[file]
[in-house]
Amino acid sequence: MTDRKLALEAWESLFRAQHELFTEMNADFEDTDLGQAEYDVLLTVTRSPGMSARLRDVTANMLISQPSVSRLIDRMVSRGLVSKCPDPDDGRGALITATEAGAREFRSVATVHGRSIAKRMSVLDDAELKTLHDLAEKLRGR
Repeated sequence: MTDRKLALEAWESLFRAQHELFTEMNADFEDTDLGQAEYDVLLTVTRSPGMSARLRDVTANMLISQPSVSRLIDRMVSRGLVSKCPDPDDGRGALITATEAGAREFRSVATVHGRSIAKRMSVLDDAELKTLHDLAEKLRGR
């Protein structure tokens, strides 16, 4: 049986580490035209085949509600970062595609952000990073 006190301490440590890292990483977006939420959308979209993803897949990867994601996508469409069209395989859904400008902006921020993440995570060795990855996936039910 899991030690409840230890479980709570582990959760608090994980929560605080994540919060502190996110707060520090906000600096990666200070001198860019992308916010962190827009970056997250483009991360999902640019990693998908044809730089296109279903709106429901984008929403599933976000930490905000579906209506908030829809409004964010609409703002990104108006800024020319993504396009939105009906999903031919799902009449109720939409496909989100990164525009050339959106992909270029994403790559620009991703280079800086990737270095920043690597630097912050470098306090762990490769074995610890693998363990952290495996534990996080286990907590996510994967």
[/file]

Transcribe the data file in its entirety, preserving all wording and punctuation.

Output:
[in-house]
Amino acid sequence: MTDRKLALEAWESLFRAQHELFTEMNADFEDTDLGQAEYDVLLTVTRSPGMSARLRDVTANMLISQPSVSRLIDRMVSRGLVSKCPDPDDGRGALITATEAGAREFRSVATVHGRSIAKRMSVLDDAELKTLHDLAEKLRGR
Repeated sequence: MTDRKLALEAWESLFRAQHELFTEMNADFEDTDLGQAEYDVLLTVTRSPGMSARLRDVTANMLISQPSVSRLIDRMVSRGLVSKCPDPDDGRGALITATEAGAREFRSVATVHGRSIAKRMSVLDDAELKTLHDLAEKLRGR
């Protein structure tokens, strides 16, 4: 049986580490035209085949509600970062595609952000990073 006190301490440590890292990483977006939420959308979209993803897949990867994601996508469409069209395989859904400008902006921020993440995570060795990855996936039910 899991030690409840230890479980709570582990959760608090994980929560605080994540919060502190996110707060520090906000600096990666200070001198860019992308916010962190827009970056997250483009991360999902640019990693998908044809730089296109279903709106429901984008929403599933976000930490905000579906209506908030829809409004964010609409703002990104108006800024020319993504396009939105009906999903031919799902009449109720939409496909989100990164525009050339959106992909270029994403790559620009991703280079800086990737270095920043690597630097912050470098306090762990490769074995610890693998363990952290495996534990996080286990907590996510994967």